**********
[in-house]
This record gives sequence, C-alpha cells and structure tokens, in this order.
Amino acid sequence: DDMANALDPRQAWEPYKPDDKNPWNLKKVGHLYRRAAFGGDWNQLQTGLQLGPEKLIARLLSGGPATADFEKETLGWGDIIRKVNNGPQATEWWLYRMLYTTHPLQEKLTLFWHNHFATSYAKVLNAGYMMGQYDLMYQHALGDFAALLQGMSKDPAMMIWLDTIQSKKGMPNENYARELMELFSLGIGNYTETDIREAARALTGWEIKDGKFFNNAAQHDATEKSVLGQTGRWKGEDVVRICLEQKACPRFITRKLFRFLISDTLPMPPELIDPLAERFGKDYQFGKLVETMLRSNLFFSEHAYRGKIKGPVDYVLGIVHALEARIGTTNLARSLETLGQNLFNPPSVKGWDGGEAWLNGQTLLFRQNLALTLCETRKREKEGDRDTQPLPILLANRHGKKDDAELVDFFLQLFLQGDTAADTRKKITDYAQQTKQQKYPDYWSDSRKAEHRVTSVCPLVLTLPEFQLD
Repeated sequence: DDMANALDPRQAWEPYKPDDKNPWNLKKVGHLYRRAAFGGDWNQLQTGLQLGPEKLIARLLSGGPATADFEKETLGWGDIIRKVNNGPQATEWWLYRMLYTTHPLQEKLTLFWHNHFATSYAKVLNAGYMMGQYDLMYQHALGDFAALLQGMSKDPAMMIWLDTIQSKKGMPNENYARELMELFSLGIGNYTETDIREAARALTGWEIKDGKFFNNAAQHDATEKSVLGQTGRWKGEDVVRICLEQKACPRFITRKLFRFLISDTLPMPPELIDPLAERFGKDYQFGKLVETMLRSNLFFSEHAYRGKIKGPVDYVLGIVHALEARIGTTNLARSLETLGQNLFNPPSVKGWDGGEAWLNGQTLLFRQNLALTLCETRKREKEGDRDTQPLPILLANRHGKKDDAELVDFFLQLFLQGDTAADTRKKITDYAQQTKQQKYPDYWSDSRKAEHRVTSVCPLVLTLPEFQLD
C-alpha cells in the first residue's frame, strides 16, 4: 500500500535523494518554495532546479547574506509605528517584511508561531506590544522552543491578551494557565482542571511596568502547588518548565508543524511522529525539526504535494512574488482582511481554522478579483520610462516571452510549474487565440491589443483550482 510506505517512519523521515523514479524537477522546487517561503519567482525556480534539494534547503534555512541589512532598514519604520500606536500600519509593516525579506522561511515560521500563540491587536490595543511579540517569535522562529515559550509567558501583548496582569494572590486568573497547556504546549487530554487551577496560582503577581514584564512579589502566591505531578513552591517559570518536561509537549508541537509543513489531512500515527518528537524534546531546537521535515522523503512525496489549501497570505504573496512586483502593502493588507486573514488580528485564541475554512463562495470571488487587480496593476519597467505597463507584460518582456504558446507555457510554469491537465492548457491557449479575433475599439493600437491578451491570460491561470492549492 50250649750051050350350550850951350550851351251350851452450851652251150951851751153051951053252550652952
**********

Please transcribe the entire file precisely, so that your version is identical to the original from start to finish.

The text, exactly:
[in-house]
This record gives sequence, C-alpha cells and structure tokens, in this order.
Amino acid sequence: DDMANALDPRQAWEPYKPDDKNPWNLKKVGHLYRRAAFGGDWNQLQTGLQLGPEKLIARLLSGGPATADFEKETLGWGDIIRKVNNGPQATEWWLYRMLYTTHPLQEKLTLFWHNHFATSYAKVLNAGYMMGQYDLMYQHALGDFAALLQGMSKDPAMMIWLDTIQSKKGMPNENYARELMELFSLGIGNYTETDIREAARALTGWEIKDGKFFNNAAQHDATEKSVLGQTGRWKGEDVVRICLEQKACPRFITRKLFRFLISDTLPMPPELIDPLAERFGKDYQFGKLVETMLRSNLFFSEHAYRGKIKGPVDYVLGIVHALEARIGTTNLARSLETLGQNLFNPPSVKGWDGGEAWLNGQTLLFRQNLALTLCETRKREKEGDRDTQPLPILLANRHGKKDDAELVDFFLQLFLQGDTAADTRKKITDYAQQTKQQKYPDYWSDSRKAEHRVTSVCPLVLTLPEFQLD
Repeated sequence: DDMANALDPRQAWEPYKPDDKNPWNLKKVGHLYRRAAFGGDWNQLQTGLQLGPEKLIARLLSGGPATADFEKETLGWGDIIRKVNNGPQATEWWLYRMLYTTHPLQEKLTLFWHNHFATSYAKVLNAGYMMGQYDLMYQHALGDFAALLQGMSKDPAMMIWLDTIQSKKGMPNENYARELMELFSLGIGNYTETDIREAARALTGWEIKDGKFFNNAAQHDATEKSVLGQTGRWKGEDVVRICLEQKACPRFITRKLFRFLISDTLPMPPELIDPLAERFGKDYQFGKLVETMLRSNLFFSEHAYRGKIKGPVDYVLGIVHALEARIGTTNLARSLETLGQNLFNPPSVKGWDGGEAWLNGQTLLFRQNLALTLCETRKREKEGDRDTQPLPILLANRHGKKDDAELVDFFLQLFLQGDTAADTRKKITDYAQQTKQQKYPDYWSDSRKAEHRVTSVCPLVLTLPEFQLD
C-alpha cells in the first residue's frame, strides 16, 4: 500500500535523494518554495532546479547574506509605528517584511508561531506590544522552543491578551494557565482542571511596568502547588518548565508543524511522529525539526504535494512574488482582511481554522478579483520610462516571452510549474487565440491589443483550482 510506505517512519523521515523514479524537477522546487517561503519567482525556480534539494534547503534555512541589512532598514519604520500606536500600519509593516525579506522561511515560521500563540491587536490595543511579540517569535522562529515559550509567558501583548496582569494572590486568573497547556504546549487530554487551577496560582503577581514584564512579589502566591505531578513552591517559570518536561509537549508541537509543513489531512500515527518528537524534546531546537521535515522523503512525496489549501497570505504573496512586483502593502493588507486573514488580528485564541475554512463562495470571488487587480496593476519597467505597463507584460518582456504558446507555457510554469491537465492548457491557449479575433475599439493600437491578451491570460491561470492549492 50250649750051050350350550850951350550851351251350851452450851652251150951851751153051951053252550652952